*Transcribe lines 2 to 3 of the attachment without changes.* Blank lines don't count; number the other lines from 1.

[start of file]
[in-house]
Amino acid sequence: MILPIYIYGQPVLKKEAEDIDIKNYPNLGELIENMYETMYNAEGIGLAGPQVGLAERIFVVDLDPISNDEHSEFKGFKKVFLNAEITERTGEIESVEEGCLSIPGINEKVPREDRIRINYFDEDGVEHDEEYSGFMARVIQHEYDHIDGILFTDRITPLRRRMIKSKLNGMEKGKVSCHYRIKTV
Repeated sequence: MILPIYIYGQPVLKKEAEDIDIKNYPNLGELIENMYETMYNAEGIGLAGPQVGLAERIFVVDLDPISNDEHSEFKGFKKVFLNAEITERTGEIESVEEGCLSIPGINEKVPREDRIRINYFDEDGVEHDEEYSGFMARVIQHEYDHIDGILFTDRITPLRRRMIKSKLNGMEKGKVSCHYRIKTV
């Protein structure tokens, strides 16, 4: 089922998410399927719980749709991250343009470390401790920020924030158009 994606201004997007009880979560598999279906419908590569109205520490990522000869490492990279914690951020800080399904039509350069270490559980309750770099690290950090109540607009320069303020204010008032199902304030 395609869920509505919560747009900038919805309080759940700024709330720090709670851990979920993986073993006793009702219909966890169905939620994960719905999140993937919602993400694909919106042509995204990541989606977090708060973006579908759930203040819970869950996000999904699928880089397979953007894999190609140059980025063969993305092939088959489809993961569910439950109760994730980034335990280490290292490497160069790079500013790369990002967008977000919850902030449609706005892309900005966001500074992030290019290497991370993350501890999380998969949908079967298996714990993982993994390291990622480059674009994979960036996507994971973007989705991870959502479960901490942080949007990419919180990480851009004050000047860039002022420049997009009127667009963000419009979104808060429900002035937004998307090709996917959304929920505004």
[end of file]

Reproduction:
Amino acid sequence: MILPIYIYGQPVLKKEAEDIDIKNYPNLGELIENMYETMYNAEGIGLAGPQVGLAERIFVVDLDPISNDEHSEFKGFKKVFLNAEITERTGEIESVEEGCLSIPGINEKVPREDRIRINYFDEDGVEHDEEYSGFMARVIQHEYDHIDGILFTDRITPLRRRMIKSKLNGMEKGKVSCHYRIKTV
Repeated sequence: MILPIYIYGQPVLKKEAEDIDIKNYPNLGELIENMYETMYNAEGIGLAGPQVGLAERIFVVDLDPISNDEHSEFKGFKKVFLNAEITERTGEIESVEEGCLSIPGINEKVPREDRIRINYFDEDGVEHDEEYSGFMARVIQHEYDHIDGILFTDRITPLRRRMIKSKLNGMEKGKVSCHYRIKTV